The Minnesota Department of Health had previously not disclosed the number of known cases and deaths at individual facilities, citing patient privacy. But it reversed course Friday after Republican Sen. Karin Housley threatened to subpoena the department for the data.
Walz’s latest order goes further in easing rules aimed at slowing the spread of COVID-19 than state officials had previously predicted.
Senate Republicans have been pushing a bill that would require legislative approval for the spending of federal CARES Act money. Walz opposes that, since the current process allows him to spend the federal dollars as he wishes, with a requirement only that he notify the Legislature.
In a letter to the agency, state Sen. Karin Housley said the Senate’s Family Care and Aging Committee, which Housley chairs, has tried to learn more from the Minnesota Department of Health about the spread of COVID-19 in the state’s long-term care facilities, to little avail.
A total of 1,115 Minnesotans have now died from COVID-19, the Minnesota Department of Health said Thursday. MDH also said Thursday there have been 26,273 total confirmed cases.
A look at what we learned from Ellison’s remarks about the case, and from Gov. Tim Walz, who spoke to reporters after the charges against the officers became public.
MDH also said Wednesday there have been 25,870 total confirmed cases of COVID-19 in Minnesota, up 362 from Tuesday’s count.
A group of DFL lawmakers are now calling for the special session to focus on police reform, helping black communities and funding recovery projects for Minneapolis businesses.
Even as coronavirus continues to ravage those living in long-term care facilities in Minnesota, the Department of Health has refused to reveal the number of COVID-19 cases and deaths at each facility.
MDH also said Monday there have been 25,208 total confirmed cases of COVID-19 in Minnesota, up 358 from Sunday’s count.
Among other things, Gov. Tim Walz thinks the three other former Minneapolis Police officers involved in the Floyd case should also be charged with crimes. And that he appreciated a call from Jay-Z.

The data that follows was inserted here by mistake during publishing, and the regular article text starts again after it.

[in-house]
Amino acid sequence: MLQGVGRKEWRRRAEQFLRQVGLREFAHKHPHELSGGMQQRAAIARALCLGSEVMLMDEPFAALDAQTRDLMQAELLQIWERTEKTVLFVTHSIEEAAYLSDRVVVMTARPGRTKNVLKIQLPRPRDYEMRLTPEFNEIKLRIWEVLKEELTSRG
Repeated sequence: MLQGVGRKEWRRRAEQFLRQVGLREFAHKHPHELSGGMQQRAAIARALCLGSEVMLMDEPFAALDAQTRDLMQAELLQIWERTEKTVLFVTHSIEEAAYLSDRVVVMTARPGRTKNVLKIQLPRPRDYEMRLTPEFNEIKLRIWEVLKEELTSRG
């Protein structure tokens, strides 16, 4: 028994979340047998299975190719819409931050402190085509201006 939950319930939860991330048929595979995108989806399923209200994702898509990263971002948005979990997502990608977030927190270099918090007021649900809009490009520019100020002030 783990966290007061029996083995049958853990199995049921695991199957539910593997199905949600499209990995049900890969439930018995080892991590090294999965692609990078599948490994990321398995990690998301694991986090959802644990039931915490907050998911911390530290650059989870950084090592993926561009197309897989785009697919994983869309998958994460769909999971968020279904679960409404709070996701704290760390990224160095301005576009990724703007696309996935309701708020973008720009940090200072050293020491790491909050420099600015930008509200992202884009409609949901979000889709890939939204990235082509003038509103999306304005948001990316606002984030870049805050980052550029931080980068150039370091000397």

Walz said he now believes that much of the violence is being fanned by well-organized groups trained in urban warfare, while his public safety commissioner says there’s evidence that right-wing extremists and white supremacists have organized efforts to foster unrest.
Led by Attorney General Keith Ellison, the task force offered an extensive set of recommendations for how to prevent law enforcement from using deadly force on civilians — and how best to respond when police do kill people.
“This is not going to be an easy journey,” the Minnesota governor said at a Friday morning news conference. “But the one thing we have to assure is that civil order is maintained so those changes we want to see” can happen. “None of us want to live in a society where roving bands go unchecked and do what they want to do, to ruin property.”
Sens. Michelle Benson of Ham Lake, Jim Abeler of Anoka and Mary Kiffmeyer of Big Lake said they had heard the system was meant to foster contact tracing — to collect the names of diners to use in case of a coronavirus exposure.
Though landlords and housing advocates continue to fear ‘train wreck’ for tenants without rental assistance deal by the Minnesota Legislature.
The Minnesota Department of Health also said Wednesday there have been 22,464 total confirmed cases of COVID-19, up 504 from Tuesday’s count, while a total of 216,532 COVID-19 tests have been completed, up 7,000 from Wednesday.
State government, county officials and nonprofit organizations have seen a significant increase in people needing help paying for food, housing and other daily costs.
Walz and his commissioners have offered different explanations for new rules affecting restaurants and salons, part of the state’s latest effort to open the economy amid the coronavirus pandemic.
The Minnesota Department of Health also reported Monday that another 12 people have died of COVID-19, for a total of 881 so far.